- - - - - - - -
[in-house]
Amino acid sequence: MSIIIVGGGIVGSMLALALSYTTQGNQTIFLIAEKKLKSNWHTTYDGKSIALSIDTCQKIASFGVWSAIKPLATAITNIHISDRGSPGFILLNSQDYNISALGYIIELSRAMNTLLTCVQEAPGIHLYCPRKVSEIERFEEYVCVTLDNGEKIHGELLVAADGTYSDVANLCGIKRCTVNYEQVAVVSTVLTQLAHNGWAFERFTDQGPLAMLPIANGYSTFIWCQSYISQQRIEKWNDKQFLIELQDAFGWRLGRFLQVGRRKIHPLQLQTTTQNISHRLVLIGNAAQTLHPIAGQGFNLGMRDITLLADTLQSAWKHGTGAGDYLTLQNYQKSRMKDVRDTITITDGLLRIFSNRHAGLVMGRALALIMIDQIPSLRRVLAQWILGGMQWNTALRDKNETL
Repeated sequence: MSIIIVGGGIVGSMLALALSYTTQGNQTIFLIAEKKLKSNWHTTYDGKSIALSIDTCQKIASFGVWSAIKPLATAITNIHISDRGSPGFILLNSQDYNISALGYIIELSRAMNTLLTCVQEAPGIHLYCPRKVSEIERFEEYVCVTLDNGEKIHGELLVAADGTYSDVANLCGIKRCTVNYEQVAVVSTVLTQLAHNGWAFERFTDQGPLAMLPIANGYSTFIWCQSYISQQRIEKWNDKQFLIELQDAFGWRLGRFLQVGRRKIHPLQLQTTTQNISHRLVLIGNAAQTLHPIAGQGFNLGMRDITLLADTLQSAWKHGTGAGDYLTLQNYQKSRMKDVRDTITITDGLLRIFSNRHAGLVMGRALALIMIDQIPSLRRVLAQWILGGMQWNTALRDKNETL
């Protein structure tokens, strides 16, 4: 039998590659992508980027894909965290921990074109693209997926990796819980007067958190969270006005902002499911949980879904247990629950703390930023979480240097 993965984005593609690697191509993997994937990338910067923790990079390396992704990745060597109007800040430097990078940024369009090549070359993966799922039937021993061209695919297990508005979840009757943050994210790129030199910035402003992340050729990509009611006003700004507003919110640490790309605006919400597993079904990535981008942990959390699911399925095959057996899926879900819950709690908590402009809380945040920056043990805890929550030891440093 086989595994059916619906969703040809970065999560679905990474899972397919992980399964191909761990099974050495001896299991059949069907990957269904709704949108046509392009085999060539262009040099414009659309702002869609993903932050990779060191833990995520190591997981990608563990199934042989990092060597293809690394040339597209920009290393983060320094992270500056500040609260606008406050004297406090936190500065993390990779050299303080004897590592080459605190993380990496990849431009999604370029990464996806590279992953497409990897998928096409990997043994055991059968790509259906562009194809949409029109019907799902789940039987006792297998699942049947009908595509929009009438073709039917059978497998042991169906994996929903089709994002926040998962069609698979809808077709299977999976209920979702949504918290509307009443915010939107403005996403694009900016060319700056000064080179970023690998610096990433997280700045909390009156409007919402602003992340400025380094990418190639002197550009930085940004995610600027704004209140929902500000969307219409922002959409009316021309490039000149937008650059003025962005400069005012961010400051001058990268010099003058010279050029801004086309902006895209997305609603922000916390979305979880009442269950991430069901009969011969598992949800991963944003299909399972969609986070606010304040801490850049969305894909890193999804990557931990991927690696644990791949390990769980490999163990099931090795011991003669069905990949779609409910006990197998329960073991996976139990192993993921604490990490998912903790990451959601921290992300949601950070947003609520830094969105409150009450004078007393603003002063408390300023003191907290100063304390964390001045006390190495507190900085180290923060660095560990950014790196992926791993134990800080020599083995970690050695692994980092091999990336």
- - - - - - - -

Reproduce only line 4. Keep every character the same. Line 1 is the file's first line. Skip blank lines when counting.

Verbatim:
């Protein structure tokens, strides 16, 4: 039998590659992508980027894909965290921990074109693209997926990796819980007067958190969270006005902002499911949980879904247990629950703390930023979480240097 993965984005593609690697191509993997994937990338910067923790990079390396992704990745060597109007800040430097990078940024369009090549070359993966799922039937021993061209695919297990508005979840009757943050994210790129030199910035402003992340050729990509009611006003700004507003919110640490790309605006919400597993079904990535981008942990959390699911399925095959057996899926879900819950709690908590402009809380945040920056043990805890929550030891440093 086989595994059916619906969703040809970065999560679905990474899972397919992980399964191909761990099974050495001896299991059949069907990957269904709704949108046509392009085999060539262009040099414009659309702002869609993903932050990779060191833990995520190591997981990608563990199934042989990092060597293809690394040339597209920009290393983060320094992270500056500040609260606008406050004297406090936190500065993390990779050299303080004897590592080459605190993380990496990849431009999604370029990464996806590279992953497409990897998928096409990997043994055991059968790509259906562009194809949409029109019907799902789940039987006792297998699942049947009908595509929009009438073709039917059978497998042991169906994996929903089709994002926040998962069609698979809808077709299977999976209920979702949504918290509307009443915010939107403005996403694009900016060319700056000064080179970023690998610096990433997280700045909390009156409007919402602003992340400025380094990418190639002197550009930085940004995610600027704004209140929902500000969307219409922002959409009316021309490039000149937008650059003025962005400069005012961010400051001058990268010099003058010279050029801004086309902006895209997305609603922000916390979305979880009442269950991430069901009969011969598992949800991963944003299909399972969609986070606010304040801490850049969305894909890193999804990557931990991927690696644990791949390990769980490999163990099931090795011991003669069905990949779609409910006990197998329960073991996976139990192993993921604490990490998912903790990451959601921290992300949601950070947003609520830094969105409150009450004078007393603003002063408390300023003191907290100063304390964390001045006390190495507190900085180290923060660095560990950014790196992926791993134990800080020599083995970690050695692994980092091999990336």